From researchers to policymakers to parents of LGBTQ kids, MAP’s Equality Maps are a vital resource for anyone looking for a quick, yet detailed snapshot of the current state of LGBTQ laws and policies in the United States. To keep you informed on this regularly changing landscape, here are the updates as of May 2022.
▸▸ State Policy Updates
Policy changes in the following states resulted in updates to five Equality Maps: Bans on Best Practice Medical Care, Bans on Transgender Youth Participation in Sports, Identity Document Laws & Policy, LGBTQ Curricular Laws, and Religious Exemptions.
🏐 Bans on transgender youth participation in sports
- Kentucky became the 15th state to ban trans youth from participating in school sports after the state legislature voted to override the governor’s veto. The ban applies to grades 6–12 and higher education.
- Tennessee’s governor signed two new bills into law, building on the state’s existing athlete ban from last year. Last year’s law bans trans youth from playing sports in grades 5–12. The two new laws this year add penalties that withhold state funds from schools that do not comply with the ban (signed in April) and extend the existing ban to college sports (signed in early May).
- Georgia signed a law that allows for the creation of a committee with the power to decide whether to ban trans youth from playing school sports, but that law does not itself ban trans kids from playing sports. However, the state’s high school athletic association later voted to ban trans kids from playing high school sports. This is not reflected on our map because our maps generally focus on state laws, not athletic association policies.
⚕️ Bans on best practice medical care for transgender youth
- In February, Texas took executive action to attempt to restrict best practice medical care for trans youth, though these actions do not change the law in Texas or actually ban this care. The governor ordered the state’s Department of Family and Protective Services to begin investigating families of transgender children for potential child abuse.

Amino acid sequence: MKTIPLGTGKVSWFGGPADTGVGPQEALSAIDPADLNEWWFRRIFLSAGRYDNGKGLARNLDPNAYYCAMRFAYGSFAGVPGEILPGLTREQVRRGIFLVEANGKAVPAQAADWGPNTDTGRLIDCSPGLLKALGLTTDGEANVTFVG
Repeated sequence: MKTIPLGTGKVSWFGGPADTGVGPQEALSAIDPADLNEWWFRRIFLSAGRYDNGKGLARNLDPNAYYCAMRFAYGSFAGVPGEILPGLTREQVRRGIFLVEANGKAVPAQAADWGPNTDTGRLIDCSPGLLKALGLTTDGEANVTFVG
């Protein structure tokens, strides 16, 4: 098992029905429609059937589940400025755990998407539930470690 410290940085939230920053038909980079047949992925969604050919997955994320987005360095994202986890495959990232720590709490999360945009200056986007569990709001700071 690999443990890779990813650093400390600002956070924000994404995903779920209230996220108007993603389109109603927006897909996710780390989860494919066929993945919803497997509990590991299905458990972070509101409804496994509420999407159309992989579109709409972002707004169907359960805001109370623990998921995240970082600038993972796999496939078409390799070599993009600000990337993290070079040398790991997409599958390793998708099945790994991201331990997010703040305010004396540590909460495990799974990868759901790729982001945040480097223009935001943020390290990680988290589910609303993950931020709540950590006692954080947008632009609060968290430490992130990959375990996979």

- These investigations were temporarily halted by a statewide injunction, and last week the Texas Supreme Court ruled that the governor did not have the authority to order such investigations. The Court, however, also struck down the injunction blocking investigations, but legal action against the state continues in order to protect the ability of families to access best practice medical care for their trans kids.
- Alabama became the third state to ban best practice medical care for trans youth, and the first state to make providing such care a felony crime. As a result, we’ve added an icon to our map to note this felony distinction.
- The law also contains a provision that requires teachers and school staff to “out” kids to their parents — another first of its kind. With this law and the new school related laws below, Alabama is now the lowest ranked state in our policy tally.
🏷️ Identity document laws and policies
In name change laws:
- Delaware and Maine removed their previous requirements that individuals publish announcements of their name change in local papers or other outlets. Maine’s previous requirement had allowed exceptions at the discretion of the court, but the new law makes it clear there is no requirement at all. Delaware’s law was stricter, but now both states have removed the requirements entirely.
- A judge in Montana temporarily blocked enforcement of last year’s law that required people to show proof of “surgical procedure” before being able to update the sex marker on their birth certificate.
- In Vermont, a law was signed improving the process for updating a gender marker on a birth certificate, including allowing for “X” markers. Formerly, the state required a court order to change the birth certificate. The law goes into effect later this summer.
- Oklahoma passed a new law — the first of its kind — banning birth certificates from offering “X” markers or any other options except for male or female. As a result, we’ve added a new icon to our map to reflect this.
⛪ Religious exemptions
Arizona signed a new law granting religious exemptions in child welfare services, which allows state-licensed child welfare agencies the option to refuse to work with individuals or families (such as LGBTQ people or people of a different faith than the agency) based on the agency’s religious beliefs. This makes Arizona the 12th state with this type of religious exemption.
🏫 School-related laws
- Alabama became the sixth state to have an LGBTQ curriculum censorship law, or a “Don’t Say Gay or Trans” law.
- In the same bill as the Don’t Say Gay law, Alabama banned transgender youth from using school facilities consistent with their gender identity. As a result, we’ve added a new icon to our map on school nondiscrimination laws to reflect this development. By contrast, 19 states and D.C. have issued explicit guidance on the treatment and inclusion of transgender students, including in school facilities.
▸▸ Local Policy Updates
Local cities and communities continue to make advances in securing vital nondiscrimination protections for LGBTQ people. As of May 2022, there are at least 360 municipalities that fully and explicitly prohibit discrimination against LGBTQ people in employment, housing, and public accommodations.
▸▸ MAP Updates
📊 Advancing research on COVID-19’s impact on LGBTQI+ organizations
Last month, MAP published another report in our ongoing series tracking the impact of COVID-19 on LGBTQI+ and allied movement organizations. The report covers Q4 of 2021 and highlights year-in-retrospect financials, “The Great Resignation,” and strategies organizations are taking to support, hire, and retain staff.
See this and all of our COVID-related content at our COVID-19 issue page.